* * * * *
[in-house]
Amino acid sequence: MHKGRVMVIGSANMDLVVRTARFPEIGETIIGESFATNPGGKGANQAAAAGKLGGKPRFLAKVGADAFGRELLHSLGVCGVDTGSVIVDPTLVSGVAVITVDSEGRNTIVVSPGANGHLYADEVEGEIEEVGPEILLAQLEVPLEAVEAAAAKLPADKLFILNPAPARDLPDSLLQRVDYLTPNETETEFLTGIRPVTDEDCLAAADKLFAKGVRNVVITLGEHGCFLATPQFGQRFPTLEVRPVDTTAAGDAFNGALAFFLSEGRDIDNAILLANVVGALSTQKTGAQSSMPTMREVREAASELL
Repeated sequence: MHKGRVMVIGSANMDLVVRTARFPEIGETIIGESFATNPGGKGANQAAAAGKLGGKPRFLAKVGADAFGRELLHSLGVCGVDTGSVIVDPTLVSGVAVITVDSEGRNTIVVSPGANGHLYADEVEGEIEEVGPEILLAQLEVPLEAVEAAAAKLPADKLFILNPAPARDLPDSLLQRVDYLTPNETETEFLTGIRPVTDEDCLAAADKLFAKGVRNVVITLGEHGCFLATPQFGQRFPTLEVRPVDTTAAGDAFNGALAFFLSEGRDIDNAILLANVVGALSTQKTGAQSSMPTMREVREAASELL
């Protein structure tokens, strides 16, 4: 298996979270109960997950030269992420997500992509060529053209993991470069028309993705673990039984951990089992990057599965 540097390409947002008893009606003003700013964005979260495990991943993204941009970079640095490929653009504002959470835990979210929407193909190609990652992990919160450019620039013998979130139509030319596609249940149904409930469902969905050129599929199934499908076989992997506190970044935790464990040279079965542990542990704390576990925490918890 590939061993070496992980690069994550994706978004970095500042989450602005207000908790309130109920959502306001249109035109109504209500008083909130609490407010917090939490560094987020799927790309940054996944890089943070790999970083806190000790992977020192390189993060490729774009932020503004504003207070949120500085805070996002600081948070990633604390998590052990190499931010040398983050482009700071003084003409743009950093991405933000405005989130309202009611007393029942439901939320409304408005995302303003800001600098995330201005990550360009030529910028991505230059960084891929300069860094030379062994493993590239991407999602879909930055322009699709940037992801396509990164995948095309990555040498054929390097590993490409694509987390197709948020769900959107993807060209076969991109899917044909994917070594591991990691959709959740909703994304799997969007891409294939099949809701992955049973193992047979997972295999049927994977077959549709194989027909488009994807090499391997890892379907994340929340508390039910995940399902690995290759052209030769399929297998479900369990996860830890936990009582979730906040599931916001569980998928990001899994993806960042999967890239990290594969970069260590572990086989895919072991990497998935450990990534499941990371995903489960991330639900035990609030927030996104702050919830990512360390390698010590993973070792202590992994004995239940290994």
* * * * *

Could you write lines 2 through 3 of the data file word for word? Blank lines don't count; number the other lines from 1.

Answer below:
Amino acid sequence: MHKGRVMVIGSANMDLVVRTARFPEIGETIIGESFATNPGGKGANQAAAAGKLGGKPRFLAKVGADAFGRELLHSLGVCGVDTGSVIVDPTLVSGVAVITVDSEGRNTIVVSPGANGHLYADEVEGEIEEVGPEILLAQLEVPLEAVEAAAAKLPADKLFILNPAPARDLPDSLLQRVDYLTPNETETEFLTGIRPVTDEDCLAAADKLFAKGVRNVVITLGEHGCFLATPQFGQRFPTLEVRPVDTTAAGDAFNGALAFFLSEGRDIDNAILLANVVGALSTQKTGAQSSMPTMREVREAASELL
Repeated sequence: MHKGRVMVIGSANMDLVVRTARFPEIGETIIGESFATNPGGKGANQAAAAGKLGGKPRFLAKVGADAFGRELLHSLGVCGVDTGSVIVDPTLVSGVAVITVDSEGRNTIVVSPGANGHLYADEVEGEIEEVGPEILLAQLEVPLEAVEAAAAKLPADKLFILNPAPARDLPDSLLQRVDYLTPNETETEFLTGIRPVTDEDCLAAADKLFAKGVRNVVITLGEHGCFLATPQFGQRFPTLEVRPVDTTAAGDAFNGALAFFLSEGRDIDNAILLANVVGALSTQKTGAQSSMPTMREVREAASELL